A new version of Suspenders has been released!

We took our Suspenders to the tailor and made some alterations. If you just want to see what changed, you can view the new feature set. Otherwise, continue reading to learn more.

What changed?

In an effort to achieve our goals, we removed the suspenders system executable and replaced it with an application template that invokes a set of generators.

So, instead of running suspenders app_name, you would now run the following:

rails new app_name \
 --skip-test \
 -d=postgresql \

Alternatively, if you’re using our dotfiles, then you can just run rails new app_name, or create your own railsrc file with the following configuration:


Additionally, you can now use Suspenders on existing Rails 7 applications simply by adding the gem like so:

group :development, :test do
  gem "suspenders"

From there you can either run suspenders:install:web to invoke all the generators, or you can invoke generators individually. For example, you can run suspenders:accessibility to install capybara_accessibility_audit, which automatically audits pages for WCAG Standards-based accessibility violations.

In addition to the implementation changes, we also audited the existing behavior. We removed configurations that were either obsolete, or no longer reflected our current opinions. You can get a sense of how involved the auditing process was by looking at the pull request description.

Why the change?

Over time, Suspenders became difficult to contribute to, and therefore difficult to maintain. The biggest barrier to entry was the slow test suite, which clocked in at around 13 minutes. Because of this, it became stagnant and no longer represented our latest opinions.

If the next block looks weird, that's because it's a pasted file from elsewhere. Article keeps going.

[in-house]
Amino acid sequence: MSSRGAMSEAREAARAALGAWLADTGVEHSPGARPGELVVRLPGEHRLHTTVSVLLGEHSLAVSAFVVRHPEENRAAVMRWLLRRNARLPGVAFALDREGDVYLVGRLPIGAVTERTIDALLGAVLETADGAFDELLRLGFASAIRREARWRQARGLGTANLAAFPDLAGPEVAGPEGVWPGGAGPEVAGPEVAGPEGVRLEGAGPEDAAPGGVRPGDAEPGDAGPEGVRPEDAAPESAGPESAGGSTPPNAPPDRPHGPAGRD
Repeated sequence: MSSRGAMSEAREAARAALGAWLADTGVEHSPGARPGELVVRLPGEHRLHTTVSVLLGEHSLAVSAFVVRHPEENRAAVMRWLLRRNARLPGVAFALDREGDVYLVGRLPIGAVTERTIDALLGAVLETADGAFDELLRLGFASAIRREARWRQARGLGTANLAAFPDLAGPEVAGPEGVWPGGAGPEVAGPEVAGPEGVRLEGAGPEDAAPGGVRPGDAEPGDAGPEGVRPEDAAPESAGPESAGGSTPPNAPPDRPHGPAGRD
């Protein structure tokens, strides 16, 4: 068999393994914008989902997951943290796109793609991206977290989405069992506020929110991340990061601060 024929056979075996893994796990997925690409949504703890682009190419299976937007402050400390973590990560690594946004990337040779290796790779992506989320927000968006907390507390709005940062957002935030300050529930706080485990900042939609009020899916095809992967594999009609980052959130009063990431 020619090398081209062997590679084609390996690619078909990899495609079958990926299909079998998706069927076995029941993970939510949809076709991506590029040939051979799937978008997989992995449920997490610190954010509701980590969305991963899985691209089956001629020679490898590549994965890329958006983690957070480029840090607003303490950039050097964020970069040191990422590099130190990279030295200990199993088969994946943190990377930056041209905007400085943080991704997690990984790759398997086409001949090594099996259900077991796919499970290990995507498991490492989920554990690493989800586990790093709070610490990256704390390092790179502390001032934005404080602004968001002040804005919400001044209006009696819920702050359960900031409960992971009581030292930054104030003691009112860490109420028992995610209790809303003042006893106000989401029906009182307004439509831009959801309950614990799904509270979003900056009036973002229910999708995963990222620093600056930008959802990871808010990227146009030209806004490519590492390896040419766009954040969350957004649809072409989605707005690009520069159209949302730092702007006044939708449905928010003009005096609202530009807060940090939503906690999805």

Here’s a quote pulled directly from our goals.

The problem with a script that adds a bunch of gem requirements to the Gemfile is: what if you don’t want all those gems? Suspenders adds gem requirements and then configures each one. On a typical project we would run Suspenders then spend the rest of the day un-doing the parts we don’t want.

To address this, we knew the rewrite needed to be lean and rely on rails new as much as possible, deviating only when necessary. This is reflected in the new feature set, which is relatively concise.

By removing what we didn’t need, and relying only on generators, we were able to cut our testing time down from 13 minutes to only 2 minutes. With this in mind, our hope is that others within the organization will feel empowered to contribute to Suspenders.

How did we make the change?

Suspenders is old. The first release was in 2008. The current implementation is a hybrid of generators and a wrapper around Rails::Generators::AppGenerator. This makes sifting through the current implementation and tests cumbersome. Not only that, but much of the generated code was rendered obsolete over the years as Rails has matured. Because of this, we took the bold (yet refreshing) approach of replacing the existing project with a freshly generated Rails Engine.

This allowed us to audit the current build in isolation, and pull in new and modified generators one-by-one. A pull request was made for each generator, which allowed for easier review and discussion (like whether we should move off of RSpec) before it was merged into the long-runner suspenders-3-0-0 feature branch. The idea was that we’d build Suspenders back up, one generator at a time.

Using an Engine also provided us with an excellent testing foundation, thanks to Rails::Generators::Testing::Assertions and Rails::Generators::Testing::Behavior. This alleviated us from having to create a bespoke test harness, and allowed us to focus on building our generators.

We also took this opportunity to upstream what we could into Rails. The idea being that if a feature exists in Rails, it’s one less thing we need to maintain. Not to mention it would have more reach being in Rails than in Suspenders. One noteworthy example is a developer experience improvement affecting how mailers are configured in test and development environments.

What’s Next

We’ll be keeping an eye on Rails 8 in an effort to ensure we continue to strike a balance between new Rails defaults and our opinions. Additionally, we also want to explore a better integration with Flightdeck as we continue to do more work on AWS.